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25 January 2015

'WorkChoices 2.0': Unions vow to mobilise over sweeping workplace review

Unions have vowed to mobilise tens of thousands of members and to revive a militant WorkChoices-style campaign, as Prime Minister Tony Abbott signals industrial relations will be a key election battleground.

There are only going to be winners and losers from this inquiry and the government is likely to be loser from this no matter what,

Political battles of the Howard era could reignite after confirmation a major inquiry will examine potential workplace relations reforms such as lowering the minimum wage and allowing employers to set their own penalty rates.

"The union movement will mobilise against these cuts," said Victorian Trades Hall secretary Luke Hilakari, who shot to prominence last year for leading and rallying unionists in a campaign that helped oust the state Coalition from office.

"This is WorkChoices 2.0 - it has nothing to do with improving the working lives of millions of Australians; it's about cutting people's wages and conditions."

The newly released Productivity Commission papers also flag an examination of whether the minimum wage should be varied by state or by region, and possible changes to enterprise bargaining, individual agreements and unfair dismissal laws.

Mr Abbott has moved to reassure voters, saying "we might seek a broader mandate at the next election but certainly we are going to act within our mandate in this term".

And in comments that will provoke the ire of organised labour, he said penalty rates may be holding employers back from hiring more staff and opening at certain times.

"If you don't want to work on a weekend, fair enough, don't work on a weekend, but if you do want to work on a weekend and lots of people, particularly young people, particularly students would love to work on the weekend, you want to see the employers open to provide jobs," he said.

Industrial law expert Andrew Stewart said the review was always going to be a short-term fix to address criticism from the business lobby, but would deliver long-term political pain for the Abbott government.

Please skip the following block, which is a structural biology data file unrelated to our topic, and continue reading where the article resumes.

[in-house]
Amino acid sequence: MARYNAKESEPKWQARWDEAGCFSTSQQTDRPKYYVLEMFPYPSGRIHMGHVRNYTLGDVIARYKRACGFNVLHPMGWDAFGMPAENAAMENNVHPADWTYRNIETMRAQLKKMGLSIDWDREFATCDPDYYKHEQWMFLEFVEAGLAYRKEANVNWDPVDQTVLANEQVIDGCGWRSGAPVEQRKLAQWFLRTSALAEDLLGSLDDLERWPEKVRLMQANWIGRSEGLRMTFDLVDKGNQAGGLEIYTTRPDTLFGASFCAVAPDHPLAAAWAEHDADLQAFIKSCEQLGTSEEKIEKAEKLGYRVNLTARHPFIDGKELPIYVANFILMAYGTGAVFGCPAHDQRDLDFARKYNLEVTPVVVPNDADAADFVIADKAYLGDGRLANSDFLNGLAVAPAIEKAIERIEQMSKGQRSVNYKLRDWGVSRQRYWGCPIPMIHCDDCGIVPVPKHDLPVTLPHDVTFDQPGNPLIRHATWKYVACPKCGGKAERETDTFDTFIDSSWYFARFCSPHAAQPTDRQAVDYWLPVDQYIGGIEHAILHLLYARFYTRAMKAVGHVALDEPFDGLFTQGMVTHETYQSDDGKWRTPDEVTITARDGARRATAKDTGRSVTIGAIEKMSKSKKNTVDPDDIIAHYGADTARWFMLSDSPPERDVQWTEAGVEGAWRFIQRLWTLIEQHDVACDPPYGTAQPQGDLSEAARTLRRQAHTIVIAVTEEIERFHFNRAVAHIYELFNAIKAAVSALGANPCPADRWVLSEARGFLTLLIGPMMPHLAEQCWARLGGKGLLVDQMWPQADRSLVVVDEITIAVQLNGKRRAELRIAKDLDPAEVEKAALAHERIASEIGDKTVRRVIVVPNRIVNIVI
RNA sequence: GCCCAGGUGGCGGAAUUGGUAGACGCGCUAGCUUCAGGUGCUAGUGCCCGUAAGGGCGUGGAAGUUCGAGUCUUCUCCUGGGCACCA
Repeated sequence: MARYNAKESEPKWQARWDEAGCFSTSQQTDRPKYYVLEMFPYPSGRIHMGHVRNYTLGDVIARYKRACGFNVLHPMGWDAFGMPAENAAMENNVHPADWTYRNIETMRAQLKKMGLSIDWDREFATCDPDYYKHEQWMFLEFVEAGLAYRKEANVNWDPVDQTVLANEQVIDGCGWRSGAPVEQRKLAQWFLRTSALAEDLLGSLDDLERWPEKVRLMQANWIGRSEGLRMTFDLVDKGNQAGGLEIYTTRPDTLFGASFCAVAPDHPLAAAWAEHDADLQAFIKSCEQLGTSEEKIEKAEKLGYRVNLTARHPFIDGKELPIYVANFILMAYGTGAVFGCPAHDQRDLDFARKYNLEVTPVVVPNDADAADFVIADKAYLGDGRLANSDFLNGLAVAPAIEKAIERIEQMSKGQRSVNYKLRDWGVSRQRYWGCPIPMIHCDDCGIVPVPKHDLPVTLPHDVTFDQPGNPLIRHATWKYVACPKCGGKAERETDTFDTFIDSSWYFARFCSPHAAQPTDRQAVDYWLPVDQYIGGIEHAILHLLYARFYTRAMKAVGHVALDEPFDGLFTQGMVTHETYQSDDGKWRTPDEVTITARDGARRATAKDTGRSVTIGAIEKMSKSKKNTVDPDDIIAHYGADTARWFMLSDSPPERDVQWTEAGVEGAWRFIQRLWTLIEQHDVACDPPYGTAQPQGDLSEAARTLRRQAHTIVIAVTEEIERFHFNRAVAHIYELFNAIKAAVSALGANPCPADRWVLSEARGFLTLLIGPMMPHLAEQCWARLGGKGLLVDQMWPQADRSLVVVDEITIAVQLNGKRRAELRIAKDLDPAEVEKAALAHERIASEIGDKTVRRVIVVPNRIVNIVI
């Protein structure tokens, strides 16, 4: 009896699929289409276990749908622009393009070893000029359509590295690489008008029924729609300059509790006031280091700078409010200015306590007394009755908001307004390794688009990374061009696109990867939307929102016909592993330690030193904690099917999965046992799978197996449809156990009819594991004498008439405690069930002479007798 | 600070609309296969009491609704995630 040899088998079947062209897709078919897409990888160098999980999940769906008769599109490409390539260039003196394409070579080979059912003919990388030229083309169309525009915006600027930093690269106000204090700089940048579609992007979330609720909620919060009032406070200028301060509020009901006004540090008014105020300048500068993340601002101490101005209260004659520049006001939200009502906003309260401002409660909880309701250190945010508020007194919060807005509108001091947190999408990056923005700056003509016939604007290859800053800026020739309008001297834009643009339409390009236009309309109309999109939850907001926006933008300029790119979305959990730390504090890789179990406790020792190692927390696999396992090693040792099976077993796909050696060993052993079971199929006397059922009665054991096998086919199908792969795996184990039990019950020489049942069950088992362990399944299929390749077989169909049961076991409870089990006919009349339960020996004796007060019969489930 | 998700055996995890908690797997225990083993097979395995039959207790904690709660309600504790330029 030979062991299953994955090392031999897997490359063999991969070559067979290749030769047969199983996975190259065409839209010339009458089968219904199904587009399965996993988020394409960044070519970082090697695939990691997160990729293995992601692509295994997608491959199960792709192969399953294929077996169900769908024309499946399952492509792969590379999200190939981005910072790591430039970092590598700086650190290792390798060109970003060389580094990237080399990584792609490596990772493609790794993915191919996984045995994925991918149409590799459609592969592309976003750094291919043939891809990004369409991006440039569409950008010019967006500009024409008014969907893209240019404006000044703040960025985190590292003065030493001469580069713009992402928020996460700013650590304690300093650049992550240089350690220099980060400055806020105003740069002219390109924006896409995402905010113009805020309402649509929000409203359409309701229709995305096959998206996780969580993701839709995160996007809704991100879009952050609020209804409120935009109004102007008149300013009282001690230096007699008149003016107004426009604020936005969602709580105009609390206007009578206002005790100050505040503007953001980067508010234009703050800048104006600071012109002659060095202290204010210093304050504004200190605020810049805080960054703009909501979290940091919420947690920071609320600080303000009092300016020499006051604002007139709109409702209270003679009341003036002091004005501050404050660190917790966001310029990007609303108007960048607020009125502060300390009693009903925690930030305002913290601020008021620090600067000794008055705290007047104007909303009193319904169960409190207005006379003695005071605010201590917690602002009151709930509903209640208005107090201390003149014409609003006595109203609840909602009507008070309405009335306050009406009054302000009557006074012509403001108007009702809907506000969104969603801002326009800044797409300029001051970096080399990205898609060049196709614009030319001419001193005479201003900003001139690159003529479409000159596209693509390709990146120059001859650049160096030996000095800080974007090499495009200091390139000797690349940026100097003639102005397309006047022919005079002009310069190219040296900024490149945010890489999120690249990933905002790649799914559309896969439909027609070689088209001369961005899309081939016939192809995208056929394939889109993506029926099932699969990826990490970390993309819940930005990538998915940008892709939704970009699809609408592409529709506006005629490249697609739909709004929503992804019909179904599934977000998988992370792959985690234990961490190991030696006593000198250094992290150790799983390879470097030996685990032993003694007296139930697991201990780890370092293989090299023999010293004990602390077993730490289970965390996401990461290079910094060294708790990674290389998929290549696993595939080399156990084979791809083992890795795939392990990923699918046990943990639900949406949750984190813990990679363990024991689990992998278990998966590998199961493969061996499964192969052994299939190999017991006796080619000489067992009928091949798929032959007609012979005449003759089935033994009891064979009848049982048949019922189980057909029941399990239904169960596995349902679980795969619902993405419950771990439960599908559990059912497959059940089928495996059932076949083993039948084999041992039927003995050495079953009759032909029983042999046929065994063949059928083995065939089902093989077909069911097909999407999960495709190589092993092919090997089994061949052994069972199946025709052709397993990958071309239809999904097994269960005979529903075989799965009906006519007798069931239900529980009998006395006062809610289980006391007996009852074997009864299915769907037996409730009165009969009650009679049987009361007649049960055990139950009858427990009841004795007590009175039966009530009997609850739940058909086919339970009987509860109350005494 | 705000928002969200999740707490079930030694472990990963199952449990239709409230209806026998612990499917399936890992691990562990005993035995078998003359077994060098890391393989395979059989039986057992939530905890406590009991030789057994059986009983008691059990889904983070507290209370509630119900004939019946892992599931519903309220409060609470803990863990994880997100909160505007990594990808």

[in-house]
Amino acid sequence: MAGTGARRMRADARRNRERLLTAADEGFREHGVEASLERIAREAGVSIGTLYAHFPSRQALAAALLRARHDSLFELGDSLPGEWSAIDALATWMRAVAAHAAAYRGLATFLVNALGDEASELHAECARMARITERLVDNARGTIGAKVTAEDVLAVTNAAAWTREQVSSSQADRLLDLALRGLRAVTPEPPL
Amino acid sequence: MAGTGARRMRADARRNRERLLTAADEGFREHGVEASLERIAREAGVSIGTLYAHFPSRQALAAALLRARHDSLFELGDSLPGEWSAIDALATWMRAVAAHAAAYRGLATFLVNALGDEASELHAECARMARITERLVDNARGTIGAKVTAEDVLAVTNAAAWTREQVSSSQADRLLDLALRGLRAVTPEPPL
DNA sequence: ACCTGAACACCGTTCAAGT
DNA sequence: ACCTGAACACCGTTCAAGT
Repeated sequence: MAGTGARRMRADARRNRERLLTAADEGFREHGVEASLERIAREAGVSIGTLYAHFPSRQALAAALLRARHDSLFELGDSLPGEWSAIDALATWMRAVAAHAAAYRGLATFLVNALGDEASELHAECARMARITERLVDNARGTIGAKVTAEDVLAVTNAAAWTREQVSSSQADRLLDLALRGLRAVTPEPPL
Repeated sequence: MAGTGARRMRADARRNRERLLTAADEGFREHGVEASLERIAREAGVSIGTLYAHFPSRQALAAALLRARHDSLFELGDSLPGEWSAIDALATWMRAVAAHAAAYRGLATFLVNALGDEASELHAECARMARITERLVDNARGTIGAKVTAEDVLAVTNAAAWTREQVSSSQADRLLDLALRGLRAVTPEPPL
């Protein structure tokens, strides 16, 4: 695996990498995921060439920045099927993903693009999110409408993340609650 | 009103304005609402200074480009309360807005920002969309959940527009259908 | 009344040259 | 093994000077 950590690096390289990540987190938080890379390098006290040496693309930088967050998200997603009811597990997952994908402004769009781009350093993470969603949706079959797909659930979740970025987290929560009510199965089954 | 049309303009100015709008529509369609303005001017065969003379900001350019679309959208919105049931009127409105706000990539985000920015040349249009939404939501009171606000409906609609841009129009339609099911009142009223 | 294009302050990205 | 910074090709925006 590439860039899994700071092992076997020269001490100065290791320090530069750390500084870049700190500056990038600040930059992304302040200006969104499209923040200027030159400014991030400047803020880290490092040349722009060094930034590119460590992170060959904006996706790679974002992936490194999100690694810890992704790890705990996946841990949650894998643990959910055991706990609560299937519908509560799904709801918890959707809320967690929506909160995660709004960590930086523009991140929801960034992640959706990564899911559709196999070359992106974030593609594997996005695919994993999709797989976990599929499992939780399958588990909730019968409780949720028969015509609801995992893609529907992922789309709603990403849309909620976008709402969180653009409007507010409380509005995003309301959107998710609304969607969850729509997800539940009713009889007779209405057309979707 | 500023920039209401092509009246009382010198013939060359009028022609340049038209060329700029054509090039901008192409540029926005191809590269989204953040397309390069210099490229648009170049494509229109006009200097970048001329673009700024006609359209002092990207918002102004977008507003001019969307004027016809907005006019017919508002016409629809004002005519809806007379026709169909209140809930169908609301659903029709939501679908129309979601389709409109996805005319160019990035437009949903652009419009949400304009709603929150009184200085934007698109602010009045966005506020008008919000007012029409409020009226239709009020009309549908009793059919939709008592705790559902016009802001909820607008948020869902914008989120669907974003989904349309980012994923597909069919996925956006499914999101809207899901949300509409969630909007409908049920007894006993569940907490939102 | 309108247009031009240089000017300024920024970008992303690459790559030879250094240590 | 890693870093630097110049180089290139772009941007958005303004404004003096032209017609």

"There are only going to be winners and losers from this inquiry and the government is likely to be loser from this, no matter what," he said.
"They are going to have to wear the fact that there will be a debate going on all year about radical changes that have the potential to cut wages and employment conditions."

Professor Stewart said he was hopeful the Productivity Commission's review would stick to its promise of being based on evidence, not ideology.

Kamal Jimi, who drives to work while most Australians are still sleeping, said the prospect of losing penalty rates would be financially devastating for him.

The 35-year-old works 60 hours a week in two jobs cleaning Melbourne CBD offices - one from 4am to midday and the other between 5-9pm. Penalty rates account for an extra $100 a week, which he says helps cover the cost of petrol and groceries.

"It is very difficult but when you have a family you have to do it," he said.

"The money is not enough as it is, but penalty rates make a difference for me, so I hope I don't lose any more."

Labor leader Bill Shorten said the review was part of the Abbott government's clear "agenda" to attack pay and conditions.

"I don't think most Australians believe that in 2015 the Abbott government is just having some sort of intellectual exercise looking at the whole workplace system," he said. "They have an agenda to attack the minimum wage and penalty rates."

Australian Industry Group chief Innes Willox said the issues being examined in the inquiry were too important for "false and predictable union claims about the return of WorkChoices to be given oxygen".